The Vision Council Releases Vision Coverage Report
Alexandria, VA (October 14, 2008) - While concerns about the economy have taken center stage in the upcoming election, worries about the rising cost of health care still weigh heavily on the minds of most Americans. For the 120 million Americans with vision problems, as well as the many others who place a high value on maintaining healthy vision, the lack of vision coverage is a primary concern.
According to a new report issued by The Vision Council, Vision Care: Focusing on the Workplace Benefit, two-thirds of Americans say they would be more willing to get an eye exam if they had some coverage, yet only 17 percent of employers report offering vision insurance. Vision benefits lag behind health and dental benefits, with as many as 44 percent of employers offering dental coverage.
“We know that in today’s tough economy everyone is taking another look at their finances,” said Ed Greene, chief executive officer for The Vision Council. “As the second most prevalent health condition in the country, vision disorders affect individuals and businesses, making vision coverage an important benefit for both groups.”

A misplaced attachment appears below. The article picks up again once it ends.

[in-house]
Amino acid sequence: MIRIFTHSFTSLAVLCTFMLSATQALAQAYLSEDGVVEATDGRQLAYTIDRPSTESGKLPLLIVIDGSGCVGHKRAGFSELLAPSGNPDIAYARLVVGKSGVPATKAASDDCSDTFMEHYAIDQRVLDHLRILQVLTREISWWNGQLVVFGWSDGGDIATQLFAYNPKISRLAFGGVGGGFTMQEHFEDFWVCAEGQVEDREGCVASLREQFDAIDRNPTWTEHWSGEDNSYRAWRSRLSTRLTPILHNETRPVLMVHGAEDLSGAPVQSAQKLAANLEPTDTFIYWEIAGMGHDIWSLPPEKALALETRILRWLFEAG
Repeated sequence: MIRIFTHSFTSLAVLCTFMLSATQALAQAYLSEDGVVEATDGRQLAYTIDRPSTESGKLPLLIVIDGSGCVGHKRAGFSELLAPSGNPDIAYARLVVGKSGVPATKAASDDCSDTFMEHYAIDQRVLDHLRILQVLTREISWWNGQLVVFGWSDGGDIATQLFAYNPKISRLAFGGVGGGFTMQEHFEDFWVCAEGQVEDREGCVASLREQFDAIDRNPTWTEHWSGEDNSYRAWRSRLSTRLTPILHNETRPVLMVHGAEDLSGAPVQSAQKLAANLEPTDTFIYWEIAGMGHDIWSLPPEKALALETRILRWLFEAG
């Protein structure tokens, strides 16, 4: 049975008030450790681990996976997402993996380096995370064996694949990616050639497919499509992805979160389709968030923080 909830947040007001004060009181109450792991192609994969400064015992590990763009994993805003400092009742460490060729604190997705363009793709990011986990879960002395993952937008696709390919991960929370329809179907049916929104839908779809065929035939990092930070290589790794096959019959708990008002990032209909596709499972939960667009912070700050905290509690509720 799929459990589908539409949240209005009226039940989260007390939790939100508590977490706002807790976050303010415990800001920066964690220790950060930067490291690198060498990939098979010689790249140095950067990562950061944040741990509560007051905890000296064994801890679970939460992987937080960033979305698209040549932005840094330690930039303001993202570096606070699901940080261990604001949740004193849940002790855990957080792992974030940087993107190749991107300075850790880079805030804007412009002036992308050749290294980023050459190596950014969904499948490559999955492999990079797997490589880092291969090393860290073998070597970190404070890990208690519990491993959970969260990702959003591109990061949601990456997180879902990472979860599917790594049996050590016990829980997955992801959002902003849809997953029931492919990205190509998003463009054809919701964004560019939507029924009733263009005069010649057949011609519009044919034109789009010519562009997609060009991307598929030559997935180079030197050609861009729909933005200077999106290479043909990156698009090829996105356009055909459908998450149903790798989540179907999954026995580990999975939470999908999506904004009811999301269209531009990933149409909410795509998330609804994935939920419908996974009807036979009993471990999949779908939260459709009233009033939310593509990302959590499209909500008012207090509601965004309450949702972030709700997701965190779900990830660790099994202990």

Vision health is highly valued by most Americans according to the National Eye Institute. When asked what conditions would most affect their day-to-day living, a majority of Americans rated loss of eyesight as a 10 on a scale of 1 to 10.
While Americans place a high value on healthy vision, many have real concerns about paying for vision care. Nearly 40 percent fear they cannot afford adequate treatment. Sixty-three percent say they would sign up for vision care coverage if given the opportunity, even if it meant paying a small amount each month.
With 11 million Americans living with an uncorrected vision problem, a number expected to rise as the population ages, the expense to businesses can also be severe. According to the report, the annual financial burden to the U.S. economy of major adult vision disorders exceeds $35 billion, including an estimated $8 billion in lost productivity.
As with many other benefits, employers are increasingly forced to pass along some of the cost of providing health insurance to employees. Offering vision coverage can help employers enhance their benefits package at a relatively low cost. Such coverage typically costs one-tenth that of medical benefits, and is often utilized more by employees than medical plans.
“The good news is that there is greater awareness among employers and employees about the importance of healthy vision,” said Greene. “However we still have a long way to meet the vision health needs that are valued greatly by Americans.”
The Vision Council encourages employers and employees to take steps to ensure healthy vision. For a copy of the full report, please click here.
Dedicated to enhancing life through better vision, The Vision Council represents the manufacturers and suppliers of the optical industry. We provide a forum to advocate for better vision and to promote quality vision care products and services in the global community.